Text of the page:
Sugar compounds similar to some in chewing gum and toothpaste have been found inside two meteorites, showing that complex chemical compounds that are the building blocks of life readily exist in space.
The discovery by a NASA team, announced yesterday in the British science weekly Nature, is the most recent in a series.
The findings fuel some scientists' belief that life on Earth was jump-started by extra-terrestrial contributions from falling asteroids.
But other scientists suggest that the latest announcement shows only that whatever happened when life first bloomed on Earth can occur elsewhere in the universe.
The latest find was made by a team led by George Cooper of the U.S. National Aeronautics and Space Administration Ames Research Center.
"Organic compounds important in contemporary biochemistry are thought to have been delivered to the early Earth by asteroids and comets, where they may have played a role in the origin of life," the team's article says.
The team extracted from two meteorites so-called polyhydroxylated compounds (polyols), also known as sugar alcohols, of the same family as sweetening agents such as sorbitol or xylitol, low-calorie sweeteners commonly found in gum and mouthwash.
Sugars are vital to life as a source of energy and as a skeletal carbon component for other, more complex, organic molecules.
"We conclude from this that polyols were present on the early Earth and therefore at least available for incorporation into the first forms of life," the research team says.
The two meteorites that yielded the sugar compounds were recovered in Murray, Ky., in 1950, and Murchison, Australia, in 1969.
The Murray and Murchison rocks had been found to contain amino acids, the basic elements of proteins and of nucleic acids, the molecules that can carry genetic information. Other amino acids of a simpler form were discovered this year inside a meteorite that fell in May, 1864, in Orgueil, France.
Also last year, astronomers using a telescope in Tucson, Ariz., detected sugar's signature radio emission from within a massive cloud of gas and dust 26,000 light-years from Earth, in the Sagittarius B2 (North) region, near the centre of the Milky Way.
More spectacular claims, such as those made in 1996 that a Martian meteorite contains fossilized bits of bacteria, now are in doubt.
"There are reasons to believe that some of the building blocks needed to start life on Earth may have come from outer space," says an article in Nature accompanying the Ames announcement.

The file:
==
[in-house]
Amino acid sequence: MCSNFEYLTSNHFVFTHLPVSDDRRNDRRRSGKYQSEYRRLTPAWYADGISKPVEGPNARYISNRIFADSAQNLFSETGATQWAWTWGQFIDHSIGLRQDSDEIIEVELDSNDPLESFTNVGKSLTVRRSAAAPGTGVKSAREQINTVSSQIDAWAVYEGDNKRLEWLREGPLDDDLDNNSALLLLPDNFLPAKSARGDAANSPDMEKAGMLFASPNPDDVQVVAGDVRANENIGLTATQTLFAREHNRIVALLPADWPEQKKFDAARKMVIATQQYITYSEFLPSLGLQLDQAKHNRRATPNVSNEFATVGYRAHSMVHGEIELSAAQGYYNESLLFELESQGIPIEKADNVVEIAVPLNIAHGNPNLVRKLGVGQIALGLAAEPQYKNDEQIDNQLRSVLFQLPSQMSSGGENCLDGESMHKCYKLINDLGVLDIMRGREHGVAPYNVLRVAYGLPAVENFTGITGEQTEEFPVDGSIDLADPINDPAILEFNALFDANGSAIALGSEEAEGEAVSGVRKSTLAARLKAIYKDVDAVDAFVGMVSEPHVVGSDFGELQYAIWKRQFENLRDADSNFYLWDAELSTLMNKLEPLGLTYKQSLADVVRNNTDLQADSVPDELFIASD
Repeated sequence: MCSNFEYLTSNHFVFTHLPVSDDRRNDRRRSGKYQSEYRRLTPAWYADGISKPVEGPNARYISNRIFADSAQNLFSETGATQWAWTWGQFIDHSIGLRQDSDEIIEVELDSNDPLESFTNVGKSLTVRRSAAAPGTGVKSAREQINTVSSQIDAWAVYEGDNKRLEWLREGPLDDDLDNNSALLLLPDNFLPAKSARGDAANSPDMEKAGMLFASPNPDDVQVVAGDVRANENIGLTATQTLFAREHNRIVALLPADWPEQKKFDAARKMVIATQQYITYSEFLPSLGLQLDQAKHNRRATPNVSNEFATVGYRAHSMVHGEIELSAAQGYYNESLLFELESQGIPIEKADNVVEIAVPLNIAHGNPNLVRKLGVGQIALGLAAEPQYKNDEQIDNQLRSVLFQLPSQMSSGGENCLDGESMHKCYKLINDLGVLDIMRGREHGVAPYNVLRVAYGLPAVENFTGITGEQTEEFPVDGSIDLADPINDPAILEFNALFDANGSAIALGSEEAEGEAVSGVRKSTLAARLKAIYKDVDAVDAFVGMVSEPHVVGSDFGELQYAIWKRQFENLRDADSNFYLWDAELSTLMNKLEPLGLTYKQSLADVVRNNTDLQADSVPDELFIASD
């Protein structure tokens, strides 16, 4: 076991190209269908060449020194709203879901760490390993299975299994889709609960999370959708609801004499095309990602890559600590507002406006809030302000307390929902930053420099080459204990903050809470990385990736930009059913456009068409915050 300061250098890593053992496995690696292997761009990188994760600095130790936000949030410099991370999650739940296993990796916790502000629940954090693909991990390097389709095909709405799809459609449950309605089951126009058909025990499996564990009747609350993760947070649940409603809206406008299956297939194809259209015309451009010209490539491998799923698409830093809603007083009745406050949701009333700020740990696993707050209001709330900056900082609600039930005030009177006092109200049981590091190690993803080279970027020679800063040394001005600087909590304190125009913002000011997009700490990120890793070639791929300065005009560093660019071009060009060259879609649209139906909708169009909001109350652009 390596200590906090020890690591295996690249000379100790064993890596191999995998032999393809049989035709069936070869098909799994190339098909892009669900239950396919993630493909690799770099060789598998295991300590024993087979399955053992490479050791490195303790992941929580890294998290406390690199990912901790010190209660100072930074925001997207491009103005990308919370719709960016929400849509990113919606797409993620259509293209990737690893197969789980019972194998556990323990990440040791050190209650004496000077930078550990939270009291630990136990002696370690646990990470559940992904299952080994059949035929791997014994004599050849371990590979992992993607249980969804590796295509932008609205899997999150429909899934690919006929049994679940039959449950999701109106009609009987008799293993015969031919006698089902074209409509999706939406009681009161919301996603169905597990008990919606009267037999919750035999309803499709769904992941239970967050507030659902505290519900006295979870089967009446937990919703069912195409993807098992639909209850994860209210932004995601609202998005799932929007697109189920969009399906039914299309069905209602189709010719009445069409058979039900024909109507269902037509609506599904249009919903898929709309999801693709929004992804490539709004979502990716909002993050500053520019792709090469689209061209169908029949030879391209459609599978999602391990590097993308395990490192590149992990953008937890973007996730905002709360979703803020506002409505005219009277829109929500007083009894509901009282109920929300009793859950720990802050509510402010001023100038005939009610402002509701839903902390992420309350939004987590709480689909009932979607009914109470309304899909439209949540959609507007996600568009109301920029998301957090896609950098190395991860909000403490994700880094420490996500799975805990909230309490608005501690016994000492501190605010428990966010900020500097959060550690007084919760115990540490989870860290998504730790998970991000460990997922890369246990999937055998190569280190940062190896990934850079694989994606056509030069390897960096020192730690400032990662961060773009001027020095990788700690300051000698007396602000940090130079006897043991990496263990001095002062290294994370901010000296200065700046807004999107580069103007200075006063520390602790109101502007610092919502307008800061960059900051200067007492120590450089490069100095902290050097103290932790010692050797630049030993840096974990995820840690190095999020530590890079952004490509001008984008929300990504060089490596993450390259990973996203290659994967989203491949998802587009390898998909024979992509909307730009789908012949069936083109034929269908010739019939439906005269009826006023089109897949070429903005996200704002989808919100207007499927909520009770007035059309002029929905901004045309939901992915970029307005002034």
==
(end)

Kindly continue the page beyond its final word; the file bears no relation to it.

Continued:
"Meteorites can be particularly useful vehicles in this regard," especially carbon-rich ones such as the Murray and Murchison samples, says the article by Mark Sephton, a lecturer at the Planetary and Space Sciences Research Institute of the Open University, in Milton Keynes, United Kingdom.
Other scientists, however, treated the discovery of the sugar compounds with more caution.
"This is a very nice illustration of the kind of chemistry that's possible under natural conditions. But whether these compounds coming from space had any important role in the origin of life, I think, is a stretch," said Jeffrey Bada, director of NASA Specialized Center of Research and Training in Exobiology at the Scripps Institution of Oceanography in San Diego. Prof. Bada led the team that found amino acids in the Orgueil meteorite.
Whatever meteorite-borne organic compounds can be found in space would have been calcinated by the time they landed on our planet, because of the friction from the air as the meteorite slashed through the atmosphere, he said.
The compound could have been released if a meteorite landed at sea and its organic chemicals dissolved into the primordial soup, but even then, sugar compounds are fragile and decay within years. The exception could have been if the compounds were encased inside a hunk of unburned meteorite. But if that were the case, the compounds would have remained inaccessible until scientists pried the rock open. There's a little ET in all of us
A recent study supports the theory that all life comes from space. Scientists found that, along with 70 different amino acids already discovered, the Murchison and Murray meteorites contain sugar-like substances, which are part of the chemical building-blocks of life. The meteors contain polyhydroxylated compounds, or polyois. Examples of this compound include the sugar you buy in a store, sugar alcohols and sugar acids that are vital to all known life forms. The compounds act as energy sources for all organisms. They help build proteins and cell membranes and they are components of RNA and DNA, the software of life. The study by a team lead by George Cooper of NASA's Ames Research Center focuses on two carbonaceous chrondite meteorites found in Murray, Ky., in 1950 and Murchison, Australia, in 1969. Almost 3 per cent of all meteorites are carbonaceous chondrites, organically rich meteorites that represent the most primordial samples known from the solar system.